Please note: the page will print without the top and left navigation bars and in black and white only.
This bulletin provides a general explanation of the regulation. It is intended to help you understand the regulation and is not intended to be legal advice. Charities planning to take advantage of the regulation should read it first to fully comprehend how it may affect their charities. The regulation is available at law libraries or on the Government of Ontario's e-Laws site www.e-laws.gov.on.ca. If you have questions about how it applies in your particular circumstances, you may want to consult a legal advisor knowledgeable in charities law, or for financial matters, an accountant.
Restricted or special purpose trust funds involve money given to the charity to be used for a particular purpose. In this bulletin they are called special purpose funds.
Examples of special purpose funds are money given to a university for a scholarship fund or money given to a medical charity for cancer research.
Before the regulation came into effect, charities had to invest money donated for a special purpose separately from all other money of the charity, including other special purpose funds. They could not combine money given for two purposes in one investment.
The regulation is permissive, not mandatory. It allows charities to choose whether they wish to indemnify their directors, officers and trustees or to purchase liability insurance for them. It is up to each charity to decide whether it is appropriate for that charity to provide an indemnity or purchase insurance for its officers, directors or trustees.
The regulation does not take priority over written documents or court orders concerning the charity. This means that a charity cannot make a payment if a will, or the document that creates a trust (the Letters Patent if the charity is a corporation, the constitution for an unincorporated association or the trust deed for a trust) does not allow the payment. Directors or trustees should review the Letters Patent, constitution or trust deed before making a payment allowed under the regulation.
If the charity is a corporation, the Corporations Act will also apply.
Charities that indemnify or purchase liability insurance for their directors, officers or trustees, or combine special purpose funds, are responsible for ensuring that all of the requirements of the regulation are met. They must also keep records showing that the requirements of the regulation have been met. For more detail, see subsection 1(3) of the regulation.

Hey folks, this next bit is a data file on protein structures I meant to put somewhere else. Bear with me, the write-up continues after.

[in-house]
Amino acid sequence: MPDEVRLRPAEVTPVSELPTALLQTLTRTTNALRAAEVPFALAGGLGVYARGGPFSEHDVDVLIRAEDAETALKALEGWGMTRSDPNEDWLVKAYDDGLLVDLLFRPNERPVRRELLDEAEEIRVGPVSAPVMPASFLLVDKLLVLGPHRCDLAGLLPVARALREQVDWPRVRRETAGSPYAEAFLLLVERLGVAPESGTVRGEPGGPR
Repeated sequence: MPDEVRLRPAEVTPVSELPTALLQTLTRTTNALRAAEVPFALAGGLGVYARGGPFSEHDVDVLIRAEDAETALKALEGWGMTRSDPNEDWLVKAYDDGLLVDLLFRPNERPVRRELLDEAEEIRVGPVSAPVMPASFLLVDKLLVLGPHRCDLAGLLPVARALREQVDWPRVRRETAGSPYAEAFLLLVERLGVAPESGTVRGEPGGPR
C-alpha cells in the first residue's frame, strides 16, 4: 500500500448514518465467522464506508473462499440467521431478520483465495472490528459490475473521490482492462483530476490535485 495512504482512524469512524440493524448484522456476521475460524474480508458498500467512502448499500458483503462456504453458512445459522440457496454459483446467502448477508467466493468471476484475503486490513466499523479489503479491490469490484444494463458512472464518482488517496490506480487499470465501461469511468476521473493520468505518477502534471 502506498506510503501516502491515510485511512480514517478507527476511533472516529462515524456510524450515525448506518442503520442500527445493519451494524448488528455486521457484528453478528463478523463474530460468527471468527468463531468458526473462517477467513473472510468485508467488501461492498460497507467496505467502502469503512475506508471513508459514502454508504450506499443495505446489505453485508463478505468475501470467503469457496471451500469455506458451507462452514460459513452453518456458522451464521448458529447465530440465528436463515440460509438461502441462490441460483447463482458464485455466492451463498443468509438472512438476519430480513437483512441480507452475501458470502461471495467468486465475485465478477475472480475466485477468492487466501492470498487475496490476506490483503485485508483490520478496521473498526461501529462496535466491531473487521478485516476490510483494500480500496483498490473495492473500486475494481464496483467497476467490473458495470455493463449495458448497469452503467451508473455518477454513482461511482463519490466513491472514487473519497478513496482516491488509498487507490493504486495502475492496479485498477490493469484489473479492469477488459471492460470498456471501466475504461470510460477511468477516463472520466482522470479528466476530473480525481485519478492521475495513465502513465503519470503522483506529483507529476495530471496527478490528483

The regulation allows charities to indemnify their directors, officers or trustees. This means the charity can agree to compensate them for any financial losses they may incur in the course of managing the charity in good faith.
The regulation also allows charities to buy liability insurance. The liability insurance would require an insurer to compensate for financial losses suffered in the course of managing the charity in good faith. For more detail, see subsections 2(1) and 2(3) of the regulation.
Charities are only authorized to give an indemnity, or buy indemnity insurance, under certain conditions. They are:
The factors a charity must consider before giving an indemnity or buying liability insurance are:
Not all factors will be equally important to all charities. Some factors may not apply to some charities. All charities that consider providing an indemnity or buying insurance must weigh each of the factors and must keep records showing that they have considered those factors.
Before the regulation came into effect, charities had to keep money given to them for a special purpose separately from all the other money of the charity. Charities could not combine money given for different purposes even for investment.
The regulation now permits charities to combine special purpose funds with other special purpose funds for investment purposes. The money no longer has to be kept in separate investments, provided the charity follows the directions set out in the regulation.
The regulation does not allow a charity to combine special purpose funds with the charity's general funds. It will not affect the requirement to restrict the use of funds only for the "special purpose" for which they were donated.
Funds can only be combined if it will be beneficial to both funds. For example, if combining funds will result in one fund getting a lower rate of return than it would have if it had been separately invested, then the charity cannot combine the funds.
If a charity combines special purpose funds, all of the gains, losses, income and expenses on the combined property must be split between the funds combined. Each fund should receive, or pay, its proportionate share in accordance with generally accepted accounting principles.
If a charity combines special purpose funds, it must keep complete records. The regulation sets out the records the charity must keep. The charity must keep separate accounts for each special purpose fund and for the combined fund.
The record keeping requirements set out in the regulation are in addition to requirements that may exist under any other law. This means that, if a charity combines funds, it must keep the records required by the regulation and the records required by other laws relating to the funds.
If a charity combines special purpose funds, it must keep the following records for each of the individual funds:
If a charity combines special purpose funds, it must keep the following records for the combined fund: